Update: On Thursday night, the Sparks issued its own statement: “The LA Sparks have a long-standing, 20-year partnership with AEG & Staples Center, a building where we’ve won three WNBA championships and showcased the talents of the greatest women’s basketball players in the world. While the Sparks are in the process of standard lease negotiations, we’re excited to play basketball at the new Crypto.com Arena moving forward. Since the naming rights announcement, Crypto.com initiated positive dialogue with the Sparks surrounding partnership opportunities. We remain optimistic about our ongoing lease negotiations as well as our early conversations with Crypto.com.”

When AEG decided to partner with Crypto.com, it took a risk, especially given the volatile nature of cryptocurrency.

Stadium naming rights deals have failed before, including several in the aftermath of the dot-com bubble burst. In 2000, CGMI entered a 15-year, $114 million deal for the naming rights of the New England Patriots stadium, but the contract fell through after the company’s stock price dropped from $40 to just pennies.

Should the Sparks and AEG renew their lease, the Sparks seem like a clear choice for a partnership with a cryptocurrency platform. Because if there’s one thing cryptocurrency and WNBA teams have in common, it is their high growth potential.

Most men’s sports leagues have seen TV ratings decline in recent years – especially during the pandemic – but the WNBA saw its 2021 regular season viewership increase 49 percent compared to 2020, and 24 percent compared to 2019. And while WNBA as a whole does not currently turn a profit, that is the result of missed marketing and partnership opportunities – not the quality of play on the court.

Follow Alex Azzi on Twitter @AlexAzziNBC

Justine Wong-Orantes’ atypical path to becoming one of the best liberos in the world

Justine Wong-Orantes hits the ball in the women's semi-final volleyball match between USA and Serbia during the Tokyo 2020 Olympics.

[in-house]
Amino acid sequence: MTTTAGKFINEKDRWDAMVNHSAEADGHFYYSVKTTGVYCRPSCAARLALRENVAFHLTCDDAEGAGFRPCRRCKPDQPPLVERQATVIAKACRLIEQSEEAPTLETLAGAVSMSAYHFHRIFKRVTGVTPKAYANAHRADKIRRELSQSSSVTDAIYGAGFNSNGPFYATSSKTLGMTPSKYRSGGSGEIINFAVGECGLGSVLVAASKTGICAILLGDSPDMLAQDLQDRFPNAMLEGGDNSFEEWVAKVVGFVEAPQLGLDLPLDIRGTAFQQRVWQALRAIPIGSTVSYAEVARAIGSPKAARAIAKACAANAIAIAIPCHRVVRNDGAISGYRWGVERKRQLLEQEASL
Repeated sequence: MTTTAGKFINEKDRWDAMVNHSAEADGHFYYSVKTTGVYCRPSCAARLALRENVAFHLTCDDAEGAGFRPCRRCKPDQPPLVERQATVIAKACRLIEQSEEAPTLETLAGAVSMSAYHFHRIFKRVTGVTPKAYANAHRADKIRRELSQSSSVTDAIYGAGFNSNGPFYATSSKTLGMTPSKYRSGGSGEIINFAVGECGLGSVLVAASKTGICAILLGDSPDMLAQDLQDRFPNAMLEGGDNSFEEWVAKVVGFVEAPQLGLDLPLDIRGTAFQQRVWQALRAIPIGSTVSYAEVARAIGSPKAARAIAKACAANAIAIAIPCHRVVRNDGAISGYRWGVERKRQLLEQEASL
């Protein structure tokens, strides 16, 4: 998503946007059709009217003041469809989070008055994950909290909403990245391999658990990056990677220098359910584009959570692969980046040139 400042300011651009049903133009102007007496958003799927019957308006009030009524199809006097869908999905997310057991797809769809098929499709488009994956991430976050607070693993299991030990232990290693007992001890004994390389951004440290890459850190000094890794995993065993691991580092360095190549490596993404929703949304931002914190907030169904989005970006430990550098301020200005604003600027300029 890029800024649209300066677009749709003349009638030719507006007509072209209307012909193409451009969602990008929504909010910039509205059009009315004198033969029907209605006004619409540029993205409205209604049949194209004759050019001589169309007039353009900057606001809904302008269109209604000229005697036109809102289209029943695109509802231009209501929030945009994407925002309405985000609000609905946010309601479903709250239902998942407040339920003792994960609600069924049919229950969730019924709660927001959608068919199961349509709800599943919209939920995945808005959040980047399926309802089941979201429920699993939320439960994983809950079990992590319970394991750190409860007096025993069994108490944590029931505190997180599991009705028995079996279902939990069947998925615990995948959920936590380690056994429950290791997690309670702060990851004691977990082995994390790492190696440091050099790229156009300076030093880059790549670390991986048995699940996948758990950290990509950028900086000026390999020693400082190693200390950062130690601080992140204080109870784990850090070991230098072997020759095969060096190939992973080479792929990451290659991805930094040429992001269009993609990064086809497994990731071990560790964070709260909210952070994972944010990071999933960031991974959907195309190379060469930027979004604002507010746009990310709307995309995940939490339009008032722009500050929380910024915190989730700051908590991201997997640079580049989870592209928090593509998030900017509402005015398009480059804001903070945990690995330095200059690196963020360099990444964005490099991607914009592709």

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It’s been 20 years since the same nation held both the Olympic and world volleyball titles at the same time, but libero Justine Wong-Orantes is looking to help lead Team USA accomplish that very feat at the 2022 FIVB Volleyball Women’s World Championships in the Netherlands and Poland. Competition began on Friday and the U.S. is currently 2-0 after group play wins against Kazakhstan and Canada.

“We’re trying to win, for sure,” Wong-Orantes told On Her Turf. “I think, especially with the new turn of the program and the new year of the quad, we just have a really nice blend of veterans and also newcomers on the team.”

The 14-woman roster for Team USA, which is ranked No. 1 in the world and won its first Olympic title last summer, features six players from that gold-medal-winning team. And while Wong-Orantes is among the 2021 U.S. Olympic team veterans, she’s still a relative newcomer to international play.

The Southern California native enjoyed a notable junior career – she was 12 when she became the youngest female to ever earn an AAA rating in beach volleyball – and was a standout collegian at Nebraska, where she was a member of the 2015 NCAA championship team. But Wong-Orantes followed a different path upon graduation, initially choosing not to go overseas to play professionally.